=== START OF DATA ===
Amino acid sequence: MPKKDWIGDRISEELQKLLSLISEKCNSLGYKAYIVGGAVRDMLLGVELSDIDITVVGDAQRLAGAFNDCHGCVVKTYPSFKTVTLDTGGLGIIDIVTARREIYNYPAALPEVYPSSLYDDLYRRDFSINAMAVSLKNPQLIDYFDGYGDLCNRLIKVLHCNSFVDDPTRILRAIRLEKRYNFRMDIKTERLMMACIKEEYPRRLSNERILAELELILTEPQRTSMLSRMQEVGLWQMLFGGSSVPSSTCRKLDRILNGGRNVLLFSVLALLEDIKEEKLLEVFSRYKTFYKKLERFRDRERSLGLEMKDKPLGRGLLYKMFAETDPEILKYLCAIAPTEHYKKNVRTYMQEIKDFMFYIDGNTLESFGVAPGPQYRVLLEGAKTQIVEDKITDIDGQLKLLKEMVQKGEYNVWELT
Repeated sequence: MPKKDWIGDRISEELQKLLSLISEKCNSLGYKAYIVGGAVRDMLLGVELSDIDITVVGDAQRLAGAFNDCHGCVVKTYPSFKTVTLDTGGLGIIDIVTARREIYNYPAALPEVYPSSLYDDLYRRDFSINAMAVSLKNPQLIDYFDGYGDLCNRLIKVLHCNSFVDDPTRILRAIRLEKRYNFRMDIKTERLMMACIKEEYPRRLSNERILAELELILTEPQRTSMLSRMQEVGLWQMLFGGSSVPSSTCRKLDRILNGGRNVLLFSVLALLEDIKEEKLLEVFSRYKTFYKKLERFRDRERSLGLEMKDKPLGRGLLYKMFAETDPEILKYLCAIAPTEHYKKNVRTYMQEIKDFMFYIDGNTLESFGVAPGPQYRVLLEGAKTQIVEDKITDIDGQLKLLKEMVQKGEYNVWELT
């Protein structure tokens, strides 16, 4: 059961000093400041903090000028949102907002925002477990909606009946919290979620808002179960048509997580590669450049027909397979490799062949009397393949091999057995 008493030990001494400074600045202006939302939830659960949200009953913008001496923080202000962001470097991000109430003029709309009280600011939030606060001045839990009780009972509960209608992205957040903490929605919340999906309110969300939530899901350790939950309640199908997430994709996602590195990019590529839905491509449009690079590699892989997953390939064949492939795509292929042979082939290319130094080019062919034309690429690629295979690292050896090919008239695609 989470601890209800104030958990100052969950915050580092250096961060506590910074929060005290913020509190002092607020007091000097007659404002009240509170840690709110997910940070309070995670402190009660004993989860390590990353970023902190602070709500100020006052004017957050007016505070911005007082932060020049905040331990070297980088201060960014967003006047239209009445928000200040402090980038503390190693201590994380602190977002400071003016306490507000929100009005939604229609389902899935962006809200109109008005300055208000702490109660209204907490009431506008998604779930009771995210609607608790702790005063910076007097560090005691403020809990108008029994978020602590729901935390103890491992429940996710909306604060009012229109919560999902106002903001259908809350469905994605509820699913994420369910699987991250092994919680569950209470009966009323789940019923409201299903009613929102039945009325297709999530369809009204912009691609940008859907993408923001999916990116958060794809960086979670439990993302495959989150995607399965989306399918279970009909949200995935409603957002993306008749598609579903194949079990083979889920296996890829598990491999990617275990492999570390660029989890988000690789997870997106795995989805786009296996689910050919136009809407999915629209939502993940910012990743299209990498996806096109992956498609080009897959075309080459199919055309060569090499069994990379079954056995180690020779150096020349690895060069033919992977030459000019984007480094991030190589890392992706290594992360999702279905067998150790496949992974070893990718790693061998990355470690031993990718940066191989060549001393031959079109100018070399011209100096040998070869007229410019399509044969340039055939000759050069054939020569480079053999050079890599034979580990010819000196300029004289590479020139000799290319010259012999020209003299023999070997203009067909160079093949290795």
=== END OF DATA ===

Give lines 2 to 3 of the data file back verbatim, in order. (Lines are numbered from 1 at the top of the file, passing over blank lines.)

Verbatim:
Repeated sequence: MPKKDWIGDRISEELQKLLSLISEKCNSLGYKAYIVGGAVRDMLLGVELSDIDITVVGDAQRLAGAFNDCHGCVVKTYPSFKTVTLDTGGLGIIDIVTARREIYNYPAALPEVYPSSLYDDLYRRDFSINAMAVSLKNPQLIDYFDGYGDLCNRLIKVLHCNSFVDDPTRILRAIRLEKRYNFRMDIKTERLMMACIKEEYPRRLSNERILAELELILTEPQRTSMLSRMQEVGLWQMLFGGSSVPSSTCRKLDRILNGGRNVLLFSVLALLEDIKEEKLLEVFSRYKTFYKKLERFRDRERSLGLEMKDKPLGRGLLYKMFAETDPEILKYLCAIAPTEHYKKNVRTYMQEIKDFMFYIDGNTLESFGVAPGPQYRVLLEGAKTQIVEDKITDIDGQLKLLKEMVQKGEYNVWELT
């Protein structure tokens, strides 16, 4: 059961000093400041903090000028949102907002925002477990909606009946919290979620808002179960048509997580590669450049027909397979490799062949009397393949091999057995 008493030990001494400074600045202006939302939830659960949200009953913008001496923080202000962001470097991000109430003029709309009280600011939030606060001045839990009780009972509960209608992205957040903490929605919340999906309110969300939530899901350790939950309640199908997430994709996602590195990019590529839905491509449009690079590699892989997953390939064949492939795509292929042979082939290319130094080019062919034309690429690629295979690292050896090919008239695609 989470601890209800104030958990100052969950915050580092250096961060506590910074929060005290913020509190002092607020007091000097007659404002009240509170840690709110997910940070309070995670402190009660004993989860390590990353970023902190602070709500100020006052004017957050007016505070911005007082932060020049905040331990070297980088201060960014967003006047239209009445928000200040402090980038503390190693201590994380602190977002400071003016306490507000929100009005939604229609389902899935962006809200109109008005300055208000702490109660209204907490009431506008998604779930009771995210609607608790702790005063910076007097560090005691403020809990108008029994978020602590729901935390103890491992429940996710909306604060009012229109919560999902106002903001259908809350469905994605509820699913994420369910699987991250092994919680569950209470009966009323789940019923409201299903009613929102039945009325297709999530369809009204912009691609940008859907993408923001999916990116958060794809960086979670439990993302495959989150995607399965989306399918279970009909949200995935409603957002993306008749598609579903194949079990083979889920296996890829598990491999990617275990492999570390660029989890988000690789997870997106795995989805786009296996689910050919136009809407999915629209939502993940910012990743299209990498996806096109992956498609080009897959075309080459199919055309060569090499069994990379079954056995180690020779150096020349690895060069033919992977030459000019984007480094991030190589890392992706290594992360999702279905067998150790496949992974070893990718790693061998990355470690031993990718940066191989060549001393031959079109100018070399011209100096040998070869007229410019399509044969340039055939000759050069054939020569480079053999050079890599034979580990010819000196300029004289590479020139000799290319010259012999020209003299023999070997203009067909160079093949290795």